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Waterproofing Your Basement
Written by Elizabeth Wood
Editor In Chief, United Home Improvement

Are you caught between a comfortable basement and a wet spot? Sometimes the only thing stopping homeowners from a basement remodel are the problems associated with built up moisture. Waterproofing your basement can be done without wasted time and effort if you attack the problems in the right ways.

Generally, the main moisture issues in basements are related to leaks and seepage coming through your basements walls and floors and also condensation. There are several causes which may or not include poor workmanship, shifting foundation, cracks in the walls and floors, and built up water pressure from the outside. Rest assured, there are ways to solve these issues.

It is very common for basement walls and floors to let moisture in through cracks and holes. Before you can begin waterproofing, you must first fill these cracks and holes. Small hairline cracks can usually be filled with a waterproofing paint or sealer. However, larger cracks will need to be repaired before you begin to waterproof. You can usually mix a mortar of cement and sand to patch these cracks.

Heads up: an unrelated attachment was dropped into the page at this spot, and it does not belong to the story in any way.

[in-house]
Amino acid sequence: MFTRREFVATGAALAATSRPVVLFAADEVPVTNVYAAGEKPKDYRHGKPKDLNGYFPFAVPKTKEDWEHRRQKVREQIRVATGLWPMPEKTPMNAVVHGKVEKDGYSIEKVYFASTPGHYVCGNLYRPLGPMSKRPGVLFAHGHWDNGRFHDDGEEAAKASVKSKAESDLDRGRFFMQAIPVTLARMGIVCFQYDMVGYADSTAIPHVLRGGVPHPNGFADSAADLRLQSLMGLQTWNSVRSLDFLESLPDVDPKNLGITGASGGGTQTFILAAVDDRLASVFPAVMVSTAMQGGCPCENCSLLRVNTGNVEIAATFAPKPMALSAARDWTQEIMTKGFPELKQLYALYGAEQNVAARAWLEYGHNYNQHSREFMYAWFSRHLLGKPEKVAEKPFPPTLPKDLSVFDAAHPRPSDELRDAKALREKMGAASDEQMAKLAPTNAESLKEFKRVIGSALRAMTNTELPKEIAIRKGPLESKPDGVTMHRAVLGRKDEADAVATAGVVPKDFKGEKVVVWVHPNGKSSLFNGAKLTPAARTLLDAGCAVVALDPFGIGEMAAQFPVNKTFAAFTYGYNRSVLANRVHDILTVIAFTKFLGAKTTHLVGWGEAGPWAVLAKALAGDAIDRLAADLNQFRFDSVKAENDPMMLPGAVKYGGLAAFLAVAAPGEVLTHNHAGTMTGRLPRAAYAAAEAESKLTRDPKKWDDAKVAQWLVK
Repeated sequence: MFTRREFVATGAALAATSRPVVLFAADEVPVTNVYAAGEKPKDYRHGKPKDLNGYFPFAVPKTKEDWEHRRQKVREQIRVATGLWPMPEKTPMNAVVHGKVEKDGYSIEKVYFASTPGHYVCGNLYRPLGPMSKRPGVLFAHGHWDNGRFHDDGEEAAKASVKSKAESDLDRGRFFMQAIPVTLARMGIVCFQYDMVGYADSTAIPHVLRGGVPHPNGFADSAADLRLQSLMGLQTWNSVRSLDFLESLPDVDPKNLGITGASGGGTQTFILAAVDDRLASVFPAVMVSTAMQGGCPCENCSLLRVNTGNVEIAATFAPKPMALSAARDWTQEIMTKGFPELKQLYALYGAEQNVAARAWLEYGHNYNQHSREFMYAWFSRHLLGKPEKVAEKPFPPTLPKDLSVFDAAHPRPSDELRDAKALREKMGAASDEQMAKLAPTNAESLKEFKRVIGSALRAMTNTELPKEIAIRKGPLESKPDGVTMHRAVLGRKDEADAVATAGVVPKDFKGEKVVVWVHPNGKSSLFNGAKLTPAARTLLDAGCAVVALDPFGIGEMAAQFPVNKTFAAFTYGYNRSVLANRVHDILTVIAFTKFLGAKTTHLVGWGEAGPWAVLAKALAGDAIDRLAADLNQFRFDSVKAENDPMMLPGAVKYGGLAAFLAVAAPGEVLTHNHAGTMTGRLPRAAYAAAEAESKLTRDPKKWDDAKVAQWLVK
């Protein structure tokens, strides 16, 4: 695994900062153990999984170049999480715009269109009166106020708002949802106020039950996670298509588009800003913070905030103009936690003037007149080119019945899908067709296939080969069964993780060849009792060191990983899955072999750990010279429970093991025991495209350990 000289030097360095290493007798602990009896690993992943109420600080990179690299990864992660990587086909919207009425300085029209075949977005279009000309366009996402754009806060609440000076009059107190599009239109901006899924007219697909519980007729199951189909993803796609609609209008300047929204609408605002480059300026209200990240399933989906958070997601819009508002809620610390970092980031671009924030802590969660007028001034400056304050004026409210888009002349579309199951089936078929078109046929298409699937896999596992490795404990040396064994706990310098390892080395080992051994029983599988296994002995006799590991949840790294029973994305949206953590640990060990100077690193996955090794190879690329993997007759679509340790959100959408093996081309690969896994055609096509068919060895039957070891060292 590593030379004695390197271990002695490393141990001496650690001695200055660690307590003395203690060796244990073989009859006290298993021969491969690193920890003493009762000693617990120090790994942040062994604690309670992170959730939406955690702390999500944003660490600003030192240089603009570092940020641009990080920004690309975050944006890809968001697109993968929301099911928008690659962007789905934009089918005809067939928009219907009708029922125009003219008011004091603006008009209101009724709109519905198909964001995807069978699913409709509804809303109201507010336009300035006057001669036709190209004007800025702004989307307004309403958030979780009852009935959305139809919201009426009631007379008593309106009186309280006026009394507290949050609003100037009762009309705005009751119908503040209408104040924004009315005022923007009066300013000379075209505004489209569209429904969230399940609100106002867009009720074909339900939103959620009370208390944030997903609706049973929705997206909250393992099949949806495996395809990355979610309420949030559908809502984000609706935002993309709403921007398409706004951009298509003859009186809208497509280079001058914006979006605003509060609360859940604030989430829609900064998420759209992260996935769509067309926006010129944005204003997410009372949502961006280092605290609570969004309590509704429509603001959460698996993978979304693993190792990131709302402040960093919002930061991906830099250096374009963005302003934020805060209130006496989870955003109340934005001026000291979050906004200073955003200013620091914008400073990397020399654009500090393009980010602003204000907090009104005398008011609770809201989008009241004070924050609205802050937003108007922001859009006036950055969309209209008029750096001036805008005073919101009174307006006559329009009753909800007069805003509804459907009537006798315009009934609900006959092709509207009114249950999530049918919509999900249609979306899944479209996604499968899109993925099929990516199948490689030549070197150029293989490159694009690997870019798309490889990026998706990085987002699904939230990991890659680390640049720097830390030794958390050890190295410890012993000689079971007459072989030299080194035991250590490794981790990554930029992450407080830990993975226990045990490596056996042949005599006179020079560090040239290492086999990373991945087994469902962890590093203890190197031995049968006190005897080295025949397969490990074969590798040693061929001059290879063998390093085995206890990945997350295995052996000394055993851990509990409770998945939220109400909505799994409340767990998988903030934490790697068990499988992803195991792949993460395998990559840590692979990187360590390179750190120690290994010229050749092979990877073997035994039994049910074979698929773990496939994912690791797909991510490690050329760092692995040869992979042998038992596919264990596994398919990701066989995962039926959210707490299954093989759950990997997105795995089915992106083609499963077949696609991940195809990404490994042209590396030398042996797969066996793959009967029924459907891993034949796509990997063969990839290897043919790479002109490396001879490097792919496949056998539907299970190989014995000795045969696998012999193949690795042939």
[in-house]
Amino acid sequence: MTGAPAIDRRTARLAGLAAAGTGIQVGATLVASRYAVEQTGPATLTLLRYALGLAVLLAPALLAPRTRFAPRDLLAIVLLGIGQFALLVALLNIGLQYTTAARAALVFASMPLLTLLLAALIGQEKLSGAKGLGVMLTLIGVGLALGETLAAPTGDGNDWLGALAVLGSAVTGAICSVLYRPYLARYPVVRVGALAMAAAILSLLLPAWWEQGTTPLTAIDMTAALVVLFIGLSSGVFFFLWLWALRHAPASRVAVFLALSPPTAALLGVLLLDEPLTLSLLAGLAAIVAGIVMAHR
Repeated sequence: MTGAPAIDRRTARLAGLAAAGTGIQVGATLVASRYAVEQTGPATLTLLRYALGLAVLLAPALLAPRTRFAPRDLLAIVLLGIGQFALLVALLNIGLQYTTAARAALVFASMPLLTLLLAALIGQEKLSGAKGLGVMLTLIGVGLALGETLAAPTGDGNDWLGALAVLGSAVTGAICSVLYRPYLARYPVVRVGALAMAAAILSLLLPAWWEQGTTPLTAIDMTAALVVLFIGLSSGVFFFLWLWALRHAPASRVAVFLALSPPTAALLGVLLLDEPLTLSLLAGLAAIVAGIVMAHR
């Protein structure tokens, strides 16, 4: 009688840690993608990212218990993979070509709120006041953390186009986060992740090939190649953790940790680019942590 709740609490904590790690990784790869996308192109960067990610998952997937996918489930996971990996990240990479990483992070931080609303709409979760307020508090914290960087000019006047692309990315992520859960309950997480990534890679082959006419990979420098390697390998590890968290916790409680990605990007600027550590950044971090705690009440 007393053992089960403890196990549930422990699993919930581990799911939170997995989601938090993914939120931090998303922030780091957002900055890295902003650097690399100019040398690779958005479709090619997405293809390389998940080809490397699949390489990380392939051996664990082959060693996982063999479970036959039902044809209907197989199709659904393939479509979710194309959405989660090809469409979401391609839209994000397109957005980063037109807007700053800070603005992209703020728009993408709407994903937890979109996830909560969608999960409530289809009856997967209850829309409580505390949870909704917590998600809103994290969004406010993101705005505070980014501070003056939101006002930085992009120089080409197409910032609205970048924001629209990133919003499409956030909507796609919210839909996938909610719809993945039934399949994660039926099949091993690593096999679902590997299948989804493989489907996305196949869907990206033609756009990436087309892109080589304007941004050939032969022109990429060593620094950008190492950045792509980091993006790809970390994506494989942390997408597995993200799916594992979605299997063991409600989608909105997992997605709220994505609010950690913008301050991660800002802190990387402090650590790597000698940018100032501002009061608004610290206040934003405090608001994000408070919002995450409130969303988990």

If you come to find out that the water seeping through your wall is a result of outside pressure, you may have a larger problem on your hands. This usually requires you to cut out a dovetail of the entire cracked portion and then repair.

After patches and repairs have been made, you can begin to waterproof the wall and floors. You want to make sure that the walls and floors have been swept and vacuumed, removing all dust and dirt. Also, you will need to remove any paint from walls for most waterproofing mixes will not adhere to such surfaces. Next, apply a fine spray to moisten the walls. You want the walls to be damp but not covered with water.

Once you have prepared the damaged area, you can apply your waterproofing mix. Follow the instruction manual with all mixes. Generally you will need to add water. Start off by applying the mixture from top to bottom. Focus mainly on the problem areas. Once the mixture has settled and dried, apply a layer of water and let that soak in over night. Repeat these steps for a second coat.

Additional ways to control seepage include readjusting gutters, re-grading the ground around your home, and replacing walkways and patios. If this doesn't solve your problem, you may need to invest in a sump pump and drain system. If you come to find out that your moisture problem is a result of condensation, you can usually limit this problem by opening windows during hot summer days to let in fresh air.

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